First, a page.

Talking about public diplomacy mission, Sonenshine highlights impact of international exchange programs
International exchanges are essential in “bridging the intersection between policy and public diplomacy” and help “empower future generations of political leaders,” Under Secretary of State for Public Diplomacy and Public Affairs Tara Sonenshine told an audience at George Washington University’s Elliot School of Foreign Affairs last Thursday.
Laying out key elements of successful public diplomacy, Sonenshine compared the strategic settings of modern public diplomacy with the settings of a telescope that has short-term, mid-term, and long-term settings. Exchange programs are an example of the long-term setting, whose impact will become visible in the future, she explained:
“Academic exchange programs, English teaching programs, outreach to underserved populations, giving young people an entrée to higher education. Giving people technical, vocational training, opening doors. We may not see them walk through those doors for years but when we open those avenues of economic opportunity to people, particularly young people, kids on high school programs, we know those high school kids are not going to be able to do something immediately. But we know if we help them build safe economically, secure futures, they will be a force multiplier...Empower future generations of political leaders who’ve had a positive American experience and they are more likely to be global partners.”
Asked about how to measure success in public diplomacy, Sonenshine again laid emphasis on educational exchanges:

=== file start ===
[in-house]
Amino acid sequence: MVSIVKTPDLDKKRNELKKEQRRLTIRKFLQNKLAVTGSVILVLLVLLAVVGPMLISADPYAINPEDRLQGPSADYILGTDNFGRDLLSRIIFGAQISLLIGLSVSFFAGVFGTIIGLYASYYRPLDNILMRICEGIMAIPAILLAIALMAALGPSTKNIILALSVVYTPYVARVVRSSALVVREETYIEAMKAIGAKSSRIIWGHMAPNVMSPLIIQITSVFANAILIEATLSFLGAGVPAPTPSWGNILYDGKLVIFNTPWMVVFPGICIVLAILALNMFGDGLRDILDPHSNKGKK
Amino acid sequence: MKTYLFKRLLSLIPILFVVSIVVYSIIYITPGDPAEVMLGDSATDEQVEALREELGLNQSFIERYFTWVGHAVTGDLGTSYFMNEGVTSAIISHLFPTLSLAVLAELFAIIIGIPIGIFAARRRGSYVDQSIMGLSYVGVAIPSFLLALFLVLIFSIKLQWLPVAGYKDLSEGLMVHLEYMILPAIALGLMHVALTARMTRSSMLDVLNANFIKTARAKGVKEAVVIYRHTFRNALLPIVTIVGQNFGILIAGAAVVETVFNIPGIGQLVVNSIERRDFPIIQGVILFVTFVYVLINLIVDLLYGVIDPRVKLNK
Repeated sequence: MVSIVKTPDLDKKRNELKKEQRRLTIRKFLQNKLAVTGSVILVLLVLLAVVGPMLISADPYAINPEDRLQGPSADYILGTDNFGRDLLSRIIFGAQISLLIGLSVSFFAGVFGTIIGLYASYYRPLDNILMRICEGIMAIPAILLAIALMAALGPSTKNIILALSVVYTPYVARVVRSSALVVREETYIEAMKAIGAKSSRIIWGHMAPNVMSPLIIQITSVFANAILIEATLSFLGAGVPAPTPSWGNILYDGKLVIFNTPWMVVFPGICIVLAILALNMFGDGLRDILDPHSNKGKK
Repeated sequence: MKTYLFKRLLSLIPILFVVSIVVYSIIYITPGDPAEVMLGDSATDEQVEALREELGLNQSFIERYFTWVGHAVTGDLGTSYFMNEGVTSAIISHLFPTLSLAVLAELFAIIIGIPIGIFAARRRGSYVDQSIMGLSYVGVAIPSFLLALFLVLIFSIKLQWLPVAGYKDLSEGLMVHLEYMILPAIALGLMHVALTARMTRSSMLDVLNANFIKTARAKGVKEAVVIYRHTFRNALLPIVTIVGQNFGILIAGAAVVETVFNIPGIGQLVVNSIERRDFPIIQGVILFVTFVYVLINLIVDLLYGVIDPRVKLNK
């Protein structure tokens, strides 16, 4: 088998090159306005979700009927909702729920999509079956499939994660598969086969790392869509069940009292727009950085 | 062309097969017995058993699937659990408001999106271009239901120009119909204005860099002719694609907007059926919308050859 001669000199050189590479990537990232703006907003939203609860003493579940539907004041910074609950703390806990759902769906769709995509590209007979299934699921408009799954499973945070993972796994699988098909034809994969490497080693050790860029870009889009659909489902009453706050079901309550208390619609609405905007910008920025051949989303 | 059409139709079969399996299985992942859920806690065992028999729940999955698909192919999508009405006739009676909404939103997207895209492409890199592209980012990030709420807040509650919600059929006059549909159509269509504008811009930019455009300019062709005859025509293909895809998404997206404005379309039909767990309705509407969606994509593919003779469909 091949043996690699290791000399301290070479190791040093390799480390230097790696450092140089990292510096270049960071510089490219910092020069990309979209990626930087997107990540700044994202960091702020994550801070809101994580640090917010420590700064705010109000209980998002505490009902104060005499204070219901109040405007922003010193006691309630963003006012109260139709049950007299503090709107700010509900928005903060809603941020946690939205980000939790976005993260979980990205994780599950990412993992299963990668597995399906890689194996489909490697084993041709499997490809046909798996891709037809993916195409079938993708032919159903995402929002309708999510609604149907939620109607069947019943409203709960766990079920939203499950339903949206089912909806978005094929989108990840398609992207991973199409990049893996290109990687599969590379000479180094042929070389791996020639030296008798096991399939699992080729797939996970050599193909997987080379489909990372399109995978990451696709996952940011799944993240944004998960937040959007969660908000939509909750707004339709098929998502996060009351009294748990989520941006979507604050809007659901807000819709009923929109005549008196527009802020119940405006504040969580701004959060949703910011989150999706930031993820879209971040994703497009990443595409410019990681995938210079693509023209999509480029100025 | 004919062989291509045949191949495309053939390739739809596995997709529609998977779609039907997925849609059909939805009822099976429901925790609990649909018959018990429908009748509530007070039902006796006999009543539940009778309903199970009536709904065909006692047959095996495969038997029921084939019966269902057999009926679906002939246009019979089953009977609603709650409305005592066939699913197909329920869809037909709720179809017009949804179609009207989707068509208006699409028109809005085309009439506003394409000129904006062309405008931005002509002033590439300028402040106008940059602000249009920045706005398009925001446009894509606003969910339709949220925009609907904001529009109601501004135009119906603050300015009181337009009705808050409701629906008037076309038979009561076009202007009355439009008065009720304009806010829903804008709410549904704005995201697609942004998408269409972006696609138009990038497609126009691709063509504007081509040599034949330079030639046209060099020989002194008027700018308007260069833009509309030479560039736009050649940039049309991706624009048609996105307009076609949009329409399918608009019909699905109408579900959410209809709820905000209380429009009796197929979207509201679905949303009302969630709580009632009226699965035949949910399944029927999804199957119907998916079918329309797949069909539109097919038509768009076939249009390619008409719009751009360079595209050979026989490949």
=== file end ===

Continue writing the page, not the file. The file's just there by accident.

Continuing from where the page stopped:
“I'm not going to measure how many kids were really just on a program, what I'm going to do is look up where they are five years later. And you know what? 92 per cent of the people, who go on U.S government exchanges, go on to work in civil society positions, in the parliament, or in an NGO. They are working for something positive in their country. That’s a win. When I look at Nobel Prize winners who were Fulbrights, I put that in a win column.”
Underlining her statements about the value of exchanges as a successful public diplomacy tool, Sonenshine recalled an experience she had in Lahore, Pakistan early in her tenure. Speaking at an all-girls’ university during tense diplomatic times, she was asked critical—at times even hostile—questions. Nonetheless, the students who had asked these tough questions later asked her how they could get on “one of those exchange programs to the United States,” showing how students with a critical attitude still want to take advantage of U.S. public diplomacy and are interested in coming to the U.S., and then return to help their own counties, Sonenshine said.